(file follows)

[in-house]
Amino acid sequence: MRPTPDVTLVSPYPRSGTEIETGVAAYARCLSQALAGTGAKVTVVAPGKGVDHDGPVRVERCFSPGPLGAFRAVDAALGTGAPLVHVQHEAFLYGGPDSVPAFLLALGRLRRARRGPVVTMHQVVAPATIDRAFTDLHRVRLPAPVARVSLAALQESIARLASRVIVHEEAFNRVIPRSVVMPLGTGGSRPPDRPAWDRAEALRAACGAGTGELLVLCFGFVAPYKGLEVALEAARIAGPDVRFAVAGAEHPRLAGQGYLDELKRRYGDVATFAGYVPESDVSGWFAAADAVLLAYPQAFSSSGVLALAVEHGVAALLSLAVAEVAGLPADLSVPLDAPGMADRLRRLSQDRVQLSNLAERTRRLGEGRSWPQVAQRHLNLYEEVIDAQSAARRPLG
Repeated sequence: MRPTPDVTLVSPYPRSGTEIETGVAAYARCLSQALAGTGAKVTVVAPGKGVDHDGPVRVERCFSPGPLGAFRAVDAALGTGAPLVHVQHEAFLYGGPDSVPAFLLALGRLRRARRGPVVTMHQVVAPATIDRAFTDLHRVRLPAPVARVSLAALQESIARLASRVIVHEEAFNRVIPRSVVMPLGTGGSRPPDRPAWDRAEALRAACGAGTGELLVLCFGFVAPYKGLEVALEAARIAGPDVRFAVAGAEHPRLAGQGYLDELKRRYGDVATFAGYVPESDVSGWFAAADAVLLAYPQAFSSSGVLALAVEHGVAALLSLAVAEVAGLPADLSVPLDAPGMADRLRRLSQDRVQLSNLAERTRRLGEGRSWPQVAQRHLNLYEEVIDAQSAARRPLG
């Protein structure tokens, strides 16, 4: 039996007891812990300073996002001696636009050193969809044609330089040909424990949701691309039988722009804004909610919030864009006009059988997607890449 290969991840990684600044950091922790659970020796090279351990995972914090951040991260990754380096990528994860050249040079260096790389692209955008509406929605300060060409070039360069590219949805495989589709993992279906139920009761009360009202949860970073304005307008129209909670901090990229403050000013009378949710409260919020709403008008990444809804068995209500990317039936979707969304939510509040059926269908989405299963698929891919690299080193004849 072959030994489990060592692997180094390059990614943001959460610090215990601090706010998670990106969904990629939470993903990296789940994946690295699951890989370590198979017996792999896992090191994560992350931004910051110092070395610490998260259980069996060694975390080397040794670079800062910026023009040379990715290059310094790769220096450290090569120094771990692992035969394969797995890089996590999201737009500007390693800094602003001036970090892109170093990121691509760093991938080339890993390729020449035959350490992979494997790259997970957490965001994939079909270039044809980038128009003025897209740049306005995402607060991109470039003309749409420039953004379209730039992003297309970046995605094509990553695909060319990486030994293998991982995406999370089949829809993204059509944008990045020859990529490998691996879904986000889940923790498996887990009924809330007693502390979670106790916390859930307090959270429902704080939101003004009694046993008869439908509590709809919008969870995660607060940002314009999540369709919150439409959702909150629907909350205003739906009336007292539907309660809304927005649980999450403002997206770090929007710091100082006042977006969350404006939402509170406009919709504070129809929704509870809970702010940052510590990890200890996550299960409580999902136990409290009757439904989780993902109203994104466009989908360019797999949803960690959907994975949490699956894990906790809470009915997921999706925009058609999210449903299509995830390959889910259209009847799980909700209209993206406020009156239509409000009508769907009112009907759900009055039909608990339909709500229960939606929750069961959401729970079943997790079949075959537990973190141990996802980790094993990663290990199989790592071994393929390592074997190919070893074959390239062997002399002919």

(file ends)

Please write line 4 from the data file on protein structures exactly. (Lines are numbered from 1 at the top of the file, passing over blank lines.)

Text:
């Protein structure tokens, strides 16, 4: 039996007891812990300073996002001696636009050193969809044609330089040909424990949701691309039988722009804004909610919030864009006009059988997607890449 290969991840990684600044950091922790659970020796090279351990995972914090951040991260990754380096990528994860050249040079260096790389692209955008509406929605300060060409070039360069590219949805495989589709993992279906139920009761009360009202949860970073304005307008129209909670901090990229403050000013009378949710409260919020709403008008990444809804068995209500990317039936979707969304939510509040059926269908989405299963698929891919690299080193004849 072959030994489990060592692997180094390059990614943001959460610090215990601090706010998670990106969904990629939470993903990296789940994946690295699951890989370590198979017996792999896992090191994560992350931004910051110092070395610490998260259980069996060694975390080397040794670079800062910026023009040379990715290059310094790769220096450290090569120094771990692992035969394969797995890089996590999201737009500007390693800094602003001036970090892109170093990121691509760093991938080339890993390729020449035959350490992979494997790259997970957490965001994939079909270039044809980038128009003025897209740049306005995402607060991109470039003309749409420039953004379209730039992003297309970046995605094509990553695909060319990486030994293998991982995406999370089949829809993204059509944008990045020859990529490998691996879904986000889940923790498996887990009924809330007693502390979670106790916390859930307090959270429902704080939101003004009694046993008869439908509590709809919008969870995660607060940002314009999540369709919150439409959702909150629907909350205003739906009336007292539907309660809304927005649980999450403002997206770090929007710091100082006042977006969350404006939402509170406009919709504070129809929704509870809970702010940052510590990890200890996550299960409580999902136990409290009757439904989780993902109203994104466009989908360019797999949803960690959907994975949490699956894990906790809470009915997921999706925009058609999210449903299509995830390959889910259209009847799980909700209209993206406020009156239509409000009508769907009112009907759900009055039909608990339909709500229960939606929750069961959401729970079943997790079949075959537990973190141990996802980790094993990663290990199989790592071994393929390592074997190919070893074959390239062997002399002919």